Sagar Talao Group

MPT Malwa Resort is also categorized under Sagar Talao Group.

Echo Point

At just a walking distance from the hotel is the Echo Point on the road where a fine echo can be heard because of the deep and wooded valley below.

Dai-Ka-Mahal (Gumbad)

Dai Ka Mahal is the tomb of a royal wet nurse situated on a basement. The basement has arched openings towards the western side and the remains of circular towers on the southeastern and northeastern corners. It is said that these once supported lovely pavilions

which were in level with the floor of the tomb. The notable feature of this tomb is the elongated octagonal neck of the dome enclosed by an ornamental parapet with "guldastas" or tiny kiosks encircling the drum. This is a feature rarely found in Mandu but common in the architecture of the Deccan.

Dai-Ki-Chhoti Behan Ka Mahal (Gumbad)

Other than the Dai Ka Mahal, the Dai ki Chotti Behen ki Mahal seems to reinforce the social strata of power that wet nurses enjoyed in Mandu.

Caravan Sarai

As the name states, this used to be used to provide shelters for travellers possibly. Usual Mughal Architecture with Pillared hallways and a huge courtyard. You can still distinctly see the rooms that were a part of this complex. It is dilapidated now and good for a few pictures of the facade

Malik Mughith's Mosque

The main entrance to the mosque is from a projecting porch on the east. Strong pillars once supported a dome that did not survive the ravages of time. hough the floor plan of the porch

is square this is transformed into an octagon towards the top, by arches built across the corners. The courtyard is surrounded by carved pillars taken from ruins of Hindu temples. The western colonnade- the prayer hall- is the most imposing with intricately carved niches in the wall which are inlaid with blue tiles and floral designs.

Entry Fees (Sagar Talao Group): No Fees

Timing: Sunrise to Sunset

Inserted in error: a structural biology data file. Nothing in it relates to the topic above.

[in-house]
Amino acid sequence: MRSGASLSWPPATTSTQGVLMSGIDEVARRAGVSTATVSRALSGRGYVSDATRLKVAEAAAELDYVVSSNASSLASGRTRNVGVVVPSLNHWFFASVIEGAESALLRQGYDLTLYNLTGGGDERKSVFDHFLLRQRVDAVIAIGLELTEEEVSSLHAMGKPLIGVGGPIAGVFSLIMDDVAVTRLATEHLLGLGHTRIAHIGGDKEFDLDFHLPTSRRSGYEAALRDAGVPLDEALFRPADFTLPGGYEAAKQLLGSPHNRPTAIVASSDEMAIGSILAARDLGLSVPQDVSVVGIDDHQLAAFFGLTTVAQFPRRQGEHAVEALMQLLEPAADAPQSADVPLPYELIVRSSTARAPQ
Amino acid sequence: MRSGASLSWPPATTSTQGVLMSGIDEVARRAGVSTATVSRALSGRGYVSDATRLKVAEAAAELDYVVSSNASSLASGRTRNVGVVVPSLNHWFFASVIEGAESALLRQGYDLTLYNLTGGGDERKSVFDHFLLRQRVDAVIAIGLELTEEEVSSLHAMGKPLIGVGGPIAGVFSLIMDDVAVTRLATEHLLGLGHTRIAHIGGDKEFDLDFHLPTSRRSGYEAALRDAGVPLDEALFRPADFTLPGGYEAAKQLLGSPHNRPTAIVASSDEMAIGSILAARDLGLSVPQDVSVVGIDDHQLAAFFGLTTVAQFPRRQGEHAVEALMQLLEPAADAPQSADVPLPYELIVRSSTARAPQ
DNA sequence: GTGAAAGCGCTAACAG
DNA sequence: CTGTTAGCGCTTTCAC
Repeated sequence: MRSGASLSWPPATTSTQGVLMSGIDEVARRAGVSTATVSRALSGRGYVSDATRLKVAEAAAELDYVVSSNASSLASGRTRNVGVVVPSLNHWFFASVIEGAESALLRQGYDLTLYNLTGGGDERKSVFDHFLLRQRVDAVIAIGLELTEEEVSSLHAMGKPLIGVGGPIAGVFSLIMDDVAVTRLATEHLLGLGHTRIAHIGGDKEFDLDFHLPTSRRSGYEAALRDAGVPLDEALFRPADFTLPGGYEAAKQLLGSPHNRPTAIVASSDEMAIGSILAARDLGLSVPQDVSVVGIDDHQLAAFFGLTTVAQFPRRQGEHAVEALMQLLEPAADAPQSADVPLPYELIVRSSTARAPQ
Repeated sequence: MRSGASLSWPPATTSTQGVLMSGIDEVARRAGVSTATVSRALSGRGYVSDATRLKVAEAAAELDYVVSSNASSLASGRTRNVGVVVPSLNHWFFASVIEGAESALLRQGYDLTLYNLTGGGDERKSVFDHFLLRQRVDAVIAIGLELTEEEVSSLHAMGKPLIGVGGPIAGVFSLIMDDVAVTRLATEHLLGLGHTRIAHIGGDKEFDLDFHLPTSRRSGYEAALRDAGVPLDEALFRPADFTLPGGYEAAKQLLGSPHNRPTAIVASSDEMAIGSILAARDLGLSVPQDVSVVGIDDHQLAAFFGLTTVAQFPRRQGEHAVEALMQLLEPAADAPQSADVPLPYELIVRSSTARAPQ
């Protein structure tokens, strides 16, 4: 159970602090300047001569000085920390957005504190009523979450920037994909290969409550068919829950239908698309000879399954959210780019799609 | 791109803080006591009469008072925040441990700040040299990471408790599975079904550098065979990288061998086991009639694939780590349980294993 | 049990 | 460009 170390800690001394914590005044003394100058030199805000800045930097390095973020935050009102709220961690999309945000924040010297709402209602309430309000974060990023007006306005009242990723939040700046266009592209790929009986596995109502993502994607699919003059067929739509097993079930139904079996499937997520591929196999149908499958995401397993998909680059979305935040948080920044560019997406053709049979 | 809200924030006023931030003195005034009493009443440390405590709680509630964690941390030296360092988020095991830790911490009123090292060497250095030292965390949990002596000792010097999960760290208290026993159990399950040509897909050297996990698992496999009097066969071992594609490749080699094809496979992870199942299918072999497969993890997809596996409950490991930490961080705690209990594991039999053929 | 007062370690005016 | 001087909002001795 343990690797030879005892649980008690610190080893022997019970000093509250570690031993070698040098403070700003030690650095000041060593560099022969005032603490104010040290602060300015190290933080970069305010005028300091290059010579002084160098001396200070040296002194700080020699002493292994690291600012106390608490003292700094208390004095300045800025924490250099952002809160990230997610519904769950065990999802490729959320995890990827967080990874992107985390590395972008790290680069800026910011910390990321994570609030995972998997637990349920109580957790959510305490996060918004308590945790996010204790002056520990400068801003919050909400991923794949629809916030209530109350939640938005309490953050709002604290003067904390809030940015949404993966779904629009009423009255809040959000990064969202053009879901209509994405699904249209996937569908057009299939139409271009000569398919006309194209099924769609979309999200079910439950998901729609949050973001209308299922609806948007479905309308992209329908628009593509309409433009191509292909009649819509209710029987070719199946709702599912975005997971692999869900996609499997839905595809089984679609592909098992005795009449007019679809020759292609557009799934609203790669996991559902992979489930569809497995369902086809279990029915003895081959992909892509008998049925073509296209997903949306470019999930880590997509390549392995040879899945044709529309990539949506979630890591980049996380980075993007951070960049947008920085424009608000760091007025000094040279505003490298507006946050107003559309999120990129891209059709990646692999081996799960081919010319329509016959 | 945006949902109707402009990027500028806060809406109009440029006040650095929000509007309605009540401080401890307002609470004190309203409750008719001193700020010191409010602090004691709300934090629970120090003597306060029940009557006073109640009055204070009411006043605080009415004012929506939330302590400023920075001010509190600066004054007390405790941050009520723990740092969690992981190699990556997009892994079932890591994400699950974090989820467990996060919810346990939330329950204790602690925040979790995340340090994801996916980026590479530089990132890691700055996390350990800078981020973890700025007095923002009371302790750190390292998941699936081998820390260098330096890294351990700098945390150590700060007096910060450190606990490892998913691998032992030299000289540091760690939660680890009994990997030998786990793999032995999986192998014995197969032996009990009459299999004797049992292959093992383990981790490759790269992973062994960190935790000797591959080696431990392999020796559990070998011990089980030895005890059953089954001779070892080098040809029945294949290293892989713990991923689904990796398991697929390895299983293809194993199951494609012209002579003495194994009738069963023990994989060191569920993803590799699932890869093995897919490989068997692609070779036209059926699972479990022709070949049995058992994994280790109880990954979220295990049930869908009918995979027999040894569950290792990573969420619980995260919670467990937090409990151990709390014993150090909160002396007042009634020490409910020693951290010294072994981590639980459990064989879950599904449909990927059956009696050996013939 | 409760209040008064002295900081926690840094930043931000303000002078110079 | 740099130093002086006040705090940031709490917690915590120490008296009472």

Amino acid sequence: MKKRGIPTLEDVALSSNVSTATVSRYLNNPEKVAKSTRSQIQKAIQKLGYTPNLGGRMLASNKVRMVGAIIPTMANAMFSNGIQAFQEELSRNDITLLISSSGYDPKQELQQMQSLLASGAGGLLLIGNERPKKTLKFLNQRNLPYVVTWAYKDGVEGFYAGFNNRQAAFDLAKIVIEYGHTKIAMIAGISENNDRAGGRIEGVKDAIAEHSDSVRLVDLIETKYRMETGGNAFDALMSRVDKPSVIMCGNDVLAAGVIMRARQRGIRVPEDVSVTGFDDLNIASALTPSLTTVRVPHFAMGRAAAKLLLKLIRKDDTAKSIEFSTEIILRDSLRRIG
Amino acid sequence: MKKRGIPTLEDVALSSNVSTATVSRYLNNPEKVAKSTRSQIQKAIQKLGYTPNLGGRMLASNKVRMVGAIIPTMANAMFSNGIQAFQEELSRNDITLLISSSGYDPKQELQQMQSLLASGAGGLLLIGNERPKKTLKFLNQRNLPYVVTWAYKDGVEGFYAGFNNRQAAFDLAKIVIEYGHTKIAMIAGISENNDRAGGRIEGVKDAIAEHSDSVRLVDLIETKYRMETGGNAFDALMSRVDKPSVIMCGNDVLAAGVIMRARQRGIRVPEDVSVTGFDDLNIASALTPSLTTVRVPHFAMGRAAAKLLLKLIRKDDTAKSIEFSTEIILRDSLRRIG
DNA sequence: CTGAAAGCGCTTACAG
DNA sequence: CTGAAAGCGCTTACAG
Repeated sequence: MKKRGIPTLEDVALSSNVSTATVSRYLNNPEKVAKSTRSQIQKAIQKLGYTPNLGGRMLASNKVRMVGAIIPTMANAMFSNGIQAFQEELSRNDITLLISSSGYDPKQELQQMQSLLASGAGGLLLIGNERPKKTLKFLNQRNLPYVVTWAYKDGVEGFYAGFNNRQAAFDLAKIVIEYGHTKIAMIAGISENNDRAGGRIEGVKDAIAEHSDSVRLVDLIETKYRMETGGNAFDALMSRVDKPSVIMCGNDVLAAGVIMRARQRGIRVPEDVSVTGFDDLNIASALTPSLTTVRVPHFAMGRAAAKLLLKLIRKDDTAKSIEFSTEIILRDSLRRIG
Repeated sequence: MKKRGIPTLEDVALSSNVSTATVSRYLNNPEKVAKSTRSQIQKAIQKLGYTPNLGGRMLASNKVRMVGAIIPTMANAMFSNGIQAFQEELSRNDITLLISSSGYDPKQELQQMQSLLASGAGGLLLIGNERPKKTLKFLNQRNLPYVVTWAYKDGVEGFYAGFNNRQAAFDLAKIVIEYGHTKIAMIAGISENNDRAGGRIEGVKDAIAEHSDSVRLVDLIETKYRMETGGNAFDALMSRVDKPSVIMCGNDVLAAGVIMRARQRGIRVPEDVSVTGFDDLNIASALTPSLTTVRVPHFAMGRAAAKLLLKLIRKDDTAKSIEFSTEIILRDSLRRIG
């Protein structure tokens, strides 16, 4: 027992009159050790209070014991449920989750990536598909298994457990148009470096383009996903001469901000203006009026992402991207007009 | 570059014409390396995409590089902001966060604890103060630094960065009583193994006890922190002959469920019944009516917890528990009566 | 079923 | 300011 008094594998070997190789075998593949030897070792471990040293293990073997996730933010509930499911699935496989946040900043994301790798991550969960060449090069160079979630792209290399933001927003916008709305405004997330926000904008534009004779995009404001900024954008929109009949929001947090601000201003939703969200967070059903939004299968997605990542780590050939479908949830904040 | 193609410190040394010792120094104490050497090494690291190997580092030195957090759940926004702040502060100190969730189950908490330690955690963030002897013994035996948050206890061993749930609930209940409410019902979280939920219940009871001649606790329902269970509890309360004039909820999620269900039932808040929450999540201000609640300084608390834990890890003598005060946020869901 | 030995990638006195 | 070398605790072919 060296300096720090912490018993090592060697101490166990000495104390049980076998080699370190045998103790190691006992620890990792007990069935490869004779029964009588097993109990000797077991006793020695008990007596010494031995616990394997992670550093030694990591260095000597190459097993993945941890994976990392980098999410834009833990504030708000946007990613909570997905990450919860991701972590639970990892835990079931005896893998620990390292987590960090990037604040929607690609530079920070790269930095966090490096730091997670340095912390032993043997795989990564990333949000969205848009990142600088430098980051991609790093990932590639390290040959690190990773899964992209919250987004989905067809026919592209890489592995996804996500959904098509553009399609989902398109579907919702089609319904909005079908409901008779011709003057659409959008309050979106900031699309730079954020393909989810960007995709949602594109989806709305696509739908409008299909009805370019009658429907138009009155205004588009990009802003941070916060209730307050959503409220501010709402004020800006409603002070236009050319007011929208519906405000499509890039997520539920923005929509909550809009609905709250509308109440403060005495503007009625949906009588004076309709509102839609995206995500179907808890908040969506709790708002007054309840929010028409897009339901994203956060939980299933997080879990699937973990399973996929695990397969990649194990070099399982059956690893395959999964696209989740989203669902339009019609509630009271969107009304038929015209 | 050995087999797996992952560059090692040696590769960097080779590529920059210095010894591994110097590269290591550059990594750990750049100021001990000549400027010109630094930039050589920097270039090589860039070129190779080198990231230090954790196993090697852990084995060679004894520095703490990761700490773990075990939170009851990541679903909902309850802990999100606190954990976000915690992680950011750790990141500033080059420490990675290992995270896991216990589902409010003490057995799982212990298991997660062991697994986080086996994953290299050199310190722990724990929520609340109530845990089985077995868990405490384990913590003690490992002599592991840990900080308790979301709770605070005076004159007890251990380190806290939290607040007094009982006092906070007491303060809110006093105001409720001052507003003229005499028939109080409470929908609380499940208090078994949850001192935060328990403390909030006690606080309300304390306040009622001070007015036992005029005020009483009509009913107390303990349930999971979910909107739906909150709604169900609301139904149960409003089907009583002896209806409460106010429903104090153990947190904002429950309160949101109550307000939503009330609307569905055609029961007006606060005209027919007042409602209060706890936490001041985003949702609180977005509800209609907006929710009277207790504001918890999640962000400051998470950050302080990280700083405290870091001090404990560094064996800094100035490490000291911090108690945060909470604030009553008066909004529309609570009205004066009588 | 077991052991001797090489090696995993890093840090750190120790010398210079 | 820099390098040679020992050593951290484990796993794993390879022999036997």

You won't miss out on anything, click here to download the one-page itinerary


Mandu Village Group

Gada Shah's Shop & House

If the size is a factor, Gada Shah’s shop is more than a shop. It could easily be classified as a medieval shopping mall. It’s a huge building, featuring tall walls and high arches. The roof at the middle of the building is collapsed and the only structure that remains here is the arch.

Gada Shah (Beggar King) is often thought to be the Rajput merchant-noble who lived in Mandu and flourished the trade of ivory, saffron and musk.

Ujali Baodi

Ujala Baodi is beautiful and it has geometric steps. The steep steps lead to the base of the Baodi. It looks beautiful from the gazebo-like pavilion on its sides.

Tomb of Hoshang Shah

One corner of the Jama Masjid has a small opening, which goes towards another courtyard—Hoshang Shah’s Tomb. India's first marble structure, it is one of the most refined examples of Afghan architecture. Its unique features include the beautifully proportioned dome, intricate marble lattice work and porticoed courts and towers. It served as a template for the

construction of Taj Mahal. Shah Jahan apparently sent his architects to study this building before they started working on the Taj. The imposing white dome of this tomb is adorned with a Crescent, which was imported from Mesopotamia. The inner walls are adorned with intricate stone jaalis (lattice) in interesting geometric patterns.

Jami Masjid

Designed alike Umayyad Mosque in Damascus, the 15th century Jama Masjid is a huge structure on a high plinth, featuring a dome, which is 17m in height.

Ashrafi Mahal

The term ‘mahal’ in Ashrafi Mahal is a misnomer, as it was not a palace but a madrasa built by Muhammad Shah that serves as his tomb. After a series of battles with Rana Kumbha of Mewar, which ended in a stalemate, Mohammad Shah built a seven storeyed victory tower in

Ashrafi Mahal to commemorate his victory of which you can only see the ruins now. Rana Kumbha erected a tower in Chittod for the same war. As per the guide, the tower of the truth still stands in Chittor while the tower of the lie collapsed long back.

Entry Fee (Mandu Village Group): ₹ 25 per person (Indian) and ₹ 300 per person (foreigners).

Timing: Sunrise to Sunset

Sunset Point